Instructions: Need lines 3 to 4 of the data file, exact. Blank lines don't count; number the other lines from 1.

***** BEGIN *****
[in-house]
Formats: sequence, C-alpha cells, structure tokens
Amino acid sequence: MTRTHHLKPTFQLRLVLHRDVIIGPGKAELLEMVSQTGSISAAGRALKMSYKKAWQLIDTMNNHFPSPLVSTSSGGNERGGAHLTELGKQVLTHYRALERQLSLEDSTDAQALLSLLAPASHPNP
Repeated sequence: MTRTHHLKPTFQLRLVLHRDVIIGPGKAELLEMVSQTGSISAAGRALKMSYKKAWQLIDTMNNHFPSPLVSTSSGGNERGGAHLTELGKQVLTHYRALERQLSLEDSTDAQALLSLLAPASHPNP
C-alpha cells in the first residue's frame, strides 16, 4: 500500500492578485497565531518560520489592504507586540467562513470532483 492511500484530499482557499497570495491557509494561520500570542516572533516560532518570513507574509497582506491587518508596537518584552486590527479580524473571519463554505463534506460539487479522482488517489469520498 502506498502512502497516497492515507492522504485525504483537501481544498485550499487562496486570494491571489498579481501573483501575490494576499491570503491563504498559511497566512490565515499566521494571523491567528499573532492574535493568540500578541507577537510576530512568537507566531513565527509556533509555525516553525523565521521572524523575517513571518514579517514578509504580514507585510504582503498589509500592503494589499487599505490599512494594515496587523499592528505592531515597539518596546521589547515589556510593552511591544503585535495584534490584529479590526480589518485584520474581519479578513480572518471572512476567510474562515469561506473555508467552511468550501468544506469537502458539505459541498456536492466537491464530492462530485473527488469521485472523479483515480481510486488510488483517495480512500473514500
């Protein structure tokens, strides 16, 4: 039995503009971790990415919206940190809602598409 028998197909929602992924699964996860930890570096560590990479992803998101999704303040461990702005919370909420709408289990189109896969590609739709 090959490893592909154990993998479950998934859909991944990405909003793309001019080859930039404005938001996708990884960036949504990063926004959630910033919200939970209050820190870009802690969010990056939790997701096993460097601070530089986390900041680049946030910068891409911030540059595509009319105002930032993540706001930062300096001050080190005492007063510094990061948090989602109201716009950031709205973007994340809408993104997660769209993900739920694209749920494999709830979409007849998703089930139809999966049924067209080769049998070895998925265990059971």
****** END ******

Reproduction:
Amino acid sequence: MTRTHHLKPTFQLRLVLHRDVIIGPGKAELLEMVSQTGSISAAGRALKMSYKKAWQLIDTMNNHFPSPLVSTSSGGNERGGAHLTELGKQVLTHYRALERQLSLEDSTDAQALLSLLAPASHPNP
Repeated sequence: MTRTHHLKPTFQLRLVLHRDVIIGPGKAELLEMVSQTGSISAAGRALKMSYKKAWQLIDTMNNHFPSPLVSTSSGGNERGGAHLTELGKQVLTHYRALERQLSLEDSTDAQALLSLLAPASHPNP